If you’re gathering together with relatives you don’t see very often, it might be a great opportunity to ask genealogy questions of your elderly relatives.
I’m not suggesting that you ambush someone and pepper him or her with questions nonstop for an hour. However, many people love to talk about themselves. If you politely request a few minutes to ask questions for your genealogy research, chances are pretty good that you’ll get a positive response.
I recommend taking notes rather than recording the conversation. Some folks like to record this type of conversation, but I think that might make your relative uncomfortable (it would make me uncomfortable, anyway). I can take notes while still making good eye contact here and there and remaining conversational.
You can, of course, vary these questions depending on the person, and stop asking questions if you feel that your subject is growing bored with the interview. Obviously, some people like to talk more than others.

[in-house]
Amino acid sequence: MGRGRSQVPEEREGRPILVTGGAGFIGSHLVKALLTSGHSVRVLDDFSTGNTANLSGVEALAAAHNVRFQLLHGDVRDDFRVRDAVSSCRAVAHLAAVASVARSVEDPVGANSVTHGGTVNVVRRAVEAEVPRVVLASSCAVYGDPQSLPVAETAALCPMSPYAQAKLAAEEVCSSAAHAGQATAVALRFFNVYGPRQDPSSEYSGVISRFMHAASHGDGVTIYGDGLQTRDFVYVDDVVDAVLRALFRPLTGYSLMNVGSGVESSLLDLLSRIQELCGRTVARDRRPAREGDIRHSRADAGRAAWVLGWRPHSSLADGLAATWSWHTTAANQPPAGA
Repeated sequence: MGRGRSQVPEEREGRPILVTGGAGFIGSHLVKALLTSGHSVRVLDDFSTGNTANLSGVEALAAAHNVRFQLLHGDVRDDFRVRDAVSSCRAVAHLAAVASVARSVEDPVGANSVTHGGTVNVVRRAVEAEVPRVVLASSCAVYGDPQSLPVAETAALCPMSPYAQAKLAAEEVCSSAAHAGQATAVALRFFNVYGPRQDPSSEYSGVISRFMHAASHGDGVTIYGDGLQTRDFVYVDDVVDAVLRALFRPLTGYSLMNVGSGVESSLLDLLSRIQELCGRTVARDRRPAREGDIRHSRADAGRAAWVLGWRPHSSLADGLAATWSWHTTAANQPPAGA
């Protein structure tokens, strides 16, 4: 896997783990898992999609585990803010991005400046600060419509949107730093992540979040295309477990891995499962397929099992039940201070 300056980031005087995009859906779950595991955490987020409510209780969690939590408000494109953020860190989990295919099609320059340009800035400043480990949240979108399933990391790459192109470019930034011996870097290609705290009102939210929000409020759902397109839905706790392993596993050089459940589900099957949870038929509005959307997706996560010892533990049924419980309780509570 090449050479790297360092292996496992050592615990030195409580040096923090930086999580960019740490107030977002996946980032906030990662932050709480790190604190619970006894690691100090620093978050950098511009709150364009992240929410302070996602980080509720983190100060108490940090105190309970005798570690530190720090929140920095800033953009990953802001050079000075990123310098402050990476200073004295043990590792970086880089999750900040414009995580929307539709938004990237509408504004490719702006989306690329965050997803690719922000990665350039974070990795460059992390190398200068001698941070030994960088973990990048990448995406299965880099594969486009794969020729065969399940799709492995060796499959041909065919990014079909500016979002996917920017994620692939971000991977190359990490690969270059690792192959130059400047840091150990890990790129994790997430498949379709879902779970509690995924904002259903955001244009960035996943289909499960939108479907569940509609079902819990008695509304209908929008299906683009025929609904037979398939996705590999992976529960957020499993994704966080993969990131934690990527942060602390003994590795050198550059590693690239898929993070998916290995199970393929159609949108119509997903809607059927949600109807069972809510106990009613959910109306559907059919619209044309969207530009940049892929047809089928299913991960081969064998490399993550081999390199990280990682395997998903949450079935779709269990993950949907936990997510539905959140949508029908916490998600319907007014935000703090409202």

Don’t wait until it’s too late. Here are 18 suggested questions to ask your elderly relatives for helping with your genealogy research.
This post may contain affiliate links; please read my disclosure here.
Who are the oldest relatives you remember (living or deceased)? What do you recall about them?
This is especially important if you’re just beginning your genealogy research, but can also prove helpful to longtime researchers. Even if you’ve researched your family history for years, you could have missed someone.
You might also have some incorrect or incomplete information that your relative can shed light on.
How did your parents/grandparents meet?
One of the challenges of genealogy research is determining if you’ve got the right person. There might be a number of different folks in a geographic area with the same or similar names.
Knowing where your relatives met can give you an idea of how far they traveled and what areas they visited. That can help you in figuring out whether you’ve got the right individual when you’re looking at various old documents such as marriage records.
What major historical events do you remember from childhood? How did they affect you and your family?
This is another question that can help you learn not only fascinating family stories but also important tidbits about your relative’s immediate family members.
Some events might have affected them in a psychological way, such as John F. Kennedy’s assassination or the moon landing. Other events might have had a more direct effect, such as an epidemic that killed a family member or a war in which a loved one was killed.
Which graveyards are your relatives buried in and/or what churches did they attend?